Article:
Kat looked up at the girl. The girl was still looking on the scene in shook. She had been completely blindsided by the turn of events, and Kat knew this must be hard for her to swallow. She was going to have to appeal to the girl’s human side. But before she could say anything, the girl raised an eyebrow and smirked.

“Well, alright, I’ll take it,” she said and then pulled out a knife and lunged into Rancor. She was stabbing him over and over in his stomach.

“Hey, what are you doing?” Kat began to yell at her, but nothing would phase the girl. “STOP. STOP.”

The knife kept going in and out, in and out. Kat could hear Rancor’s coughs and gasps for air, and she knew she was going to lose him. She removed her right knee from his back, and the three of them shifted a little. The weight all bearing down on Kat, and she felt a sharp pain shoot up her back. She screamed as she pulled her foot out from underneath the weight and kicked the girl off of Rancor. She couldn’t believe herself, she was trying to save him.

Her mobile fell out of her pocket from all the commotion and rattled against the floor. The girl saw it and looked up at her, “Are you a bounty hunter?” She asked Kat.

“Yes,” Kat said, gasping for air herself. She pushed Rancor off of her and slid him across the floor with her foot. She pushed herself into a corner of the Elevator and tried to catch her breath.

“Are you going to kill him?” The girl asked.

“No,” Kat said in between breaths, “I’m taking him back alive.”

“That won’t do,” the girl said, “Sorry.” She laid her knife on the floor and quickly pulled a pistol from within her purse.

Kat reached for her gun underneath her jacket, but the holster was empty. She felt the pain in her chest before she heard the shot. It hit her just to the right of her heart. She looked down at the entry wound and saw the first of the blood pour out of her shirt. She looked up and saw her gun laying in the opposite corner of the Elevator. It had apparently fallen out during the scuffle.

The girl stood up and walked over to Rancor. She picked him up by his blood-soaked shirt and laid him against the wall. She stood over him, an opposing force with her gun in hand. Kat and Rancor had both completely misjudged the young girl.

“Do you know who I am?” The girl asked Rancor. He spit up blood, but didn’t answer. She bent over and slapped him with her gun across the face. More blood splattered. “Do you know who I am?” He shook his head. “Do you know Misty Landhaus?” She asked, but again he didn’t respond. His eyes were starting to shut and he looked like he didn’t have much time left. She slapped him with her gun again. “Do you know Misty Landhaus?” He spit up a lot of blood, recovered and shook his head. She leaned over and met him face-to-face, “Misty Landhaus was my baby sister. You killed Misty Landhaus. You killed my baby sister. And now, look at you. Look at me. You’re dead. I killed you, Rancor Wilkes. I killed you hard. And no one will miss you.”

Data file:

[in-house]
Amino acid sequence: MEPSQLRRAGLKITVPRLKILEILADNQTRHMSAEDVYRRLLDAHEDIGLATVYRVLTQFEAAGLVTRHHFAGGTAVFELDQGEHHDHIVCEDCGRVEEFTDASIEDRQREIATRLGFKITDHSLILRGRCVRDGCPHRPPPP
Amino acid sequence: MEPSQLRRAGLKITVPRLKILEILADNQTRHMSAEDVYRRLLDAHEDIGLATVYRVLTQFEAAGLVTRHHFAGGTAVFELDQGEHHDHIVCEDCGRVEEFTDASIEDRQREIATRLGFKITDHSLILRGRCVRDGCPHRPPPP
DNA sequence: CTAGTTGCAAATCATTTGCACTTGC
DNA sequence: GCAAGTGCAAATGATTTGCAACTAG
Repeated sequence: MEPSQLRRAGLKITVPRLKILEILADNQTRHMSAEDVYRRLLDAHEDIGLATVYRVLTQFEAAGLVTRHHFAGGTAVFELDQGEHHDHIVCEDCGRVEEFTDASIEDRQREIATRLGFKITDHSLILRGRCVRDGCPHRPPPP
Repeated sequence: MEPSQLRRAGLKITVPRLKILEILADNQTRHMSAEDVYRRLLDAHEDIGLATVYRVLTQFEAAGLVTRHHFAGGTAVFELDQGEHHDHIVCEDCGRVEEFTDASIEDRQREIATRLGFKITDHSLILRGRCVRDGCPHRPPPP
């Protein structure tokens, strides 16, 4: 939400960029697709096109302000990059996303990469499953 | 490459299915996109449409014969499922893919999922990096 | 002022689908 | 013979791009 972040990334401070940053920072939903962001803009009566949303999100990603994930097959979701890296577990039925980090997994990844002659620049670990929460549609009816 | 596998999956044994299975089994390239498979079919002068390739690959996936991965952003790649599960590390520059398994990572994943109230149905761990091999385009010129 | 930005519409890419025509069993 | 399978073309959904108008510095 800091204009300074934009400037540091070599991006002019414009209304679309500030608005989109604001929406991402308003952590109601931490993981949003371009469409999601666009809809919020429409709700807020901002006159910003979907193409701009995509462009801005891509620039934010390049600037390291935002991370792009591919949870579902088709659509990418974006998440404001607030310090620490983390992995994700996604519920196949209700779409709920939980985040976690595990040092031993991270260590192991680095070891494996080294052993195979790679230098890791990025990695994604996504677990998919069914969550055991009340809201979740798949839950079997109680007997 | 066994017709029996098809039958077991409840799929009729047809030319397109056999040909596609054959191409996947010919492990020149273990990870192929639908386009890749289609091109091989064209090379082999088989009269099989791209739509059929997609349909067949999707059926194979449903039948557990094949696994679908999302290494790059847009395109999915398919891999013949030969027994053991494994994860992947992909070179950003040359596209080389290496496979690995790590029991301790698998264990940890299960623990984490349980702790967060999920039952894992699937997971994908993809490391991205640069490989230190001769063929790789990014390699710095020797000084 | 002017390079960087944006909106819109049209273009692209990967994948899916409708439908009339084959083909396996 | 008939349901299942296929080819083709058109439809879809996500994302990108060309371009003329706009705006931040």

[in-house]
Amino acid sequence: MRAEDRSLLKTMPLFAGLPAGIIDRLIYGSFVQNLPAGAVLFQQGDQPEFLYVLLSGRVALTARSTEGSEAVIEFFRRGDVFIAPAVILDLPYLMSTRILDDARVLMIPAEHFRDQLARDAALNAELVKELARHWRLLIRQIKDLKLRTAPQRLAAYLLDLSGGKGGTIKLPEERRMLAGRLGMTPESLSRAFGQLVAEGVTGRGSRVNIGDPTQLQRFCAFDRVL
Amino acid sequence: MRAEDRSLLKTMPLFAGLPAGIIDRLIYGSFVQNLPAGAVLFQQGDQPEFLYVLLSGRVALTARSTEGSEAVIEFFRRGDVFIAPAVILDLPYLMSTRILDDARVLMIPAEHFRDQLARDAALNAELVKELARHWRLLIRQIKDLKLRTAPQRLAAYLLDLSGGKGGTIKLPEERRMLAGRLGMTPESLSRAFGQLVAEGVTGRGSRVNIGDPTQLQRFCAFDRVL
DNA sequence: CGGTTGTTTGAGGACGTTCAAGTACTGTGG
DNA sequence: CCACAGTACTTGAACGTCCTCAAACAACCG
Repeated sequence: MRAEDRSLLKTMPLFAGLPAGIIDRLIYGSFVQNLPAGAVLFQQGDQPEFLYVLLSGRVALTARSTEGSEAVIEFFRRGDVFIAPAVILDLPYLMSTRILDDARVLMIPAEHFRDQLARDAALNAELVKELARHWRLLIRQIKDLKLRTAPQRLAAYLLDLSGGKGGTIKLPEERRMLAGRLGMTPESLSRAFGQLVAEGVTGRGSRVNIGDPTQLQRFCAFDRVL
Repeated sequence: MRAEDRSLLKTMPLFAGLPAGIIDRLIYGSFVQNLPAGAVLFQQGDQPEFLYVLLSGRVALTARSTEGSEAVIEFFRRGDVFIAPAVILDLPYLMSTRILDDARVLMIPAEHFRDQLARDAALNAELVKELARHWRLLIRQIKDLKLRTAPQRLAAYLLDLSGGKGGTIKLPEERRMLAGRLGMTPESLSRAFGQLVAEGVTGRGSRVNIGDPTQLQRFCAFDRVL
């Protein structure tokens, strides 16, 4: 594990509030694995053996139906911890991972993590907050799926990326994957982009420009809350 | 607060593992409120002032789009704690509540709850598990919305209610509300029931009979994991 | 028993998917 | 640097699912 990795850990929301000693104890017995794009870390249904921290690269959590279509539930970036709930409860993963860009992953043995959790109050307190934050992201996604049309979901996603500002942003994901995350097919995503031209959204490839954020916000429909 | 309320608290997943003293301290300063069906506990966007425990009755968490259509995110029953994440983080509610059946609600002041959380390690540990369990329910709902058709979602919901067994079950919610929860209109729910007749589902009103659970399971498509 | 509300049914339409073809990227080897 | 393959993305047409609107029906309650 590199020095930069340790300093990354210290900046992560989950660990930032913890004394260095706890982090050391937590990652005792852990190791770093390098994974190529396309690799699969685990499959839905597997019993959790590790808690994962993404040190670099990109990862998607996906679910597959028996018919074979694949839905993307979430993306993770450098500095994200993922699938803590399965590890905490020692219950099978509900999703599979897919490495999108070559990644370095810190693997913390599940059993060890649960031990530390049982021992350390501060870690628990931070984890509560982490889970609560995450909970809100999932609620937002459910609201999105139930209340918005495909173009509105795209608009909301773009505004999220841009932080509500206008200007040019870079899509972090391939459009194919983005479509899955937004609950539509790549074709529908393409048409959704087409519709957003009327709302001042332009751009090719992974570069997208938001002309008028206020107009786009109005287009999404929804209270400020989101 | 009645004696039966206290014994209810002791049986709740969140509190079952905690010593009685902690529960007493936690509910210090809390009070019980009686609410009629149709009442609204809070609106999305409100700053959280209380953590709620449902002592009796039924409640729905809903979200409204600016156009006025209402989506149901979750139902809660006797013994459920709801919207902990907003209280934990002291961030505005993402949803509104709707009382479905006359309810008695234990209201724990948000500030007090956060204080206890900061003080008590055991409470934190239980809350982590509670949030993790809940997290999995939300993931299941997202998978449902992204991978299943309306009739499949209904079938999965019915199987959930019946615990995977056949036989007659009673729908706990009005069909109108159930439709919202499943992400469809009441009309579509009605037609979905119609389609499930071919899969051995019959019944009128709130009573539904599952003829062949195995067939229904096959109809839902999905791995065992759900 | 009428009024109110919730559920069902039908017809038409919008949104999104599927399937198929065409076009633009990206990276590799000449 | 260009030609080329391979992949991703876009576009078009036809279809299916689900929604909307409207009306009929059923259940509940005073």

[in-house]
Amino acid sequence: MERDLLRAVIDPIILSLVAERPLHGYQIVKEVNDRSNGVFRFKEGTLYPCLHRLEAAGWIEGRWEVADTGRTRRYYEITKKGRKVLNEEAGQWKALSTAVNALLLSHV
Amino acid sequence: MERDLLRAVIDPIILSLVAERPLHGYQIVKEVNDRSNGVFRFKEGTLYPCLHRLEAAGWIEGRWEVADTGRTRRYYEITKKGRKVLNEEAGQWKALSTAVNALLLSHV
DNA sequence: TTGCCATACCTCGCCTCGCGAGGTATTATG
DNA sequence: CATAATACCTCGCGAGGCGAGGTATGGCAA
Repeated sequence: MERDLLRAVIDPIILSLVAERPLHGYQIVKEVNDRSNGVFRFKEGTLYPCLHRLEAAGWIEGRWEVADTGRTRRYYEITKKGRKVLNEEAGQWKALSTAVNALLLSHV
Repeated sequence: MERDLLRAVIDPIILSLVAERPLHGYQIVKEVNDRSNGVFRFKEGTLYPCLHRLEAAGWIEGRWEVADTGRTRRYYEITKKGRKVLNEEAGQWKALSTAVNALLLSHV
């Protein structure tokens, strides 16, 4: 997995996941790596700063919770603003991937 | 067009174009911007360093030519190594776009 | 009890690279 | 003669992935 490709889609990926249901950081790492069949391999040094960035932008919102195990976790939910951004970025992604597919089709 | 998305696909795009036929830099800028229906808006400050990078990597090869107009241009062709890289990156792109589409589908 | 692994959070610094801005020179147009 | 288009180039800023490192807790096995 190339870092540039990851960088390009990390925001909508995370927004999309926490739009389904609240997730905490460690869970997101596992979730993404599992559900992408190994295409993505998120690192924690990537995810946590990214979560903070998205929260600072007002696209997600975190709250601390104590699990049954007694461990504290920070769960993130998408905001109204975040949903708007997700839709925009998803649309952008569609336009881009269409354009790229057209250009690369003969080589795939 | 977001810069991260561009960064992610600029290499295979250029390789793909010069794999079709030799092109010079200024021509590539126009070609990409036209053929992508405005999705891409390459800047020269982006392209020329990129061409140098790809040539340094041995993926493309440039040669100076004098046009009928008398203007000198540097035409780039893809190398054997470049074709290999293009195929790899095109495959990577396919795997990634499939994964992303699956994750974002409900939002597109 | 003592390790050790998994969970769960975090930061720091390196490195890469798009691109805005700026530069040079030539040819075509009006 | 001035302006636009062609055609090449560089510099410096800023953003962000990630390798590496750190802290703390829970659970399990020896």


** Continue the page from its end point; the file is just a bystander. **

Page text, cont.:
The girl stood up straight and waited. She stood there and watched as every last ounce of Rancor Wilkes’ life drained from him. Kat admired the girl’s strength. She had hunted the hunter, for justice, and won. After she confirmed he was dead, she came back to Kat and sat next to her.

“You see what I had to do,” she said, “Sorry. Here.” The girl handed her two pills. “They’re Morphezipine, at least you can go out with a bang and no pain. It’s the least I can do. It’s all I can do, really.”

Kat nodded, but couldn’t raise a hand. The girl placed one pill in her mouth and she swallowed it dry. She put the other in her mouth, and she choked a little swallowing it, but got it down. Almost immediately she felt tingling in her body where pain had once been. It was as if she could feel the medicine going to work on her body, one piece at a time. Where there was pain, tingling slowly began to creep up, and the pain began to vanquish. She took a deep breath and within minutes her entire body was free of pain.

“I’m cold,” Kat said out loud, when she meant to think it.

“That’s death,” the girl said. She moved in closer to Kat and wrapped one arm around her back, pulling her up against her, and the other around her front which completed the embrace.

Kat’s head felt heavy and she rested it on the girl’s shoulder, “Thanks,” she said. Her eyelids slowly closed and she thought she heard the girl say something, but then there was silence.

THE END

Advertisements

4 thoughts on “Kat Folland’s Early Retirement (a short story and opportunity)

Leave a Reply

Fill in your details below or click an icon to log in:

WordPress.com Logo

You are commenting using your WordPress.com account. Log Out / Change )

Twitter picture

You are commenting using your Twitter account. Log Out / Change )

Facebook photo

You are commenting using your Facebook account. Log Out / Change )

Google+ photo

You are commenting using your Google+ account. Log Out / Change )

Connecting to %s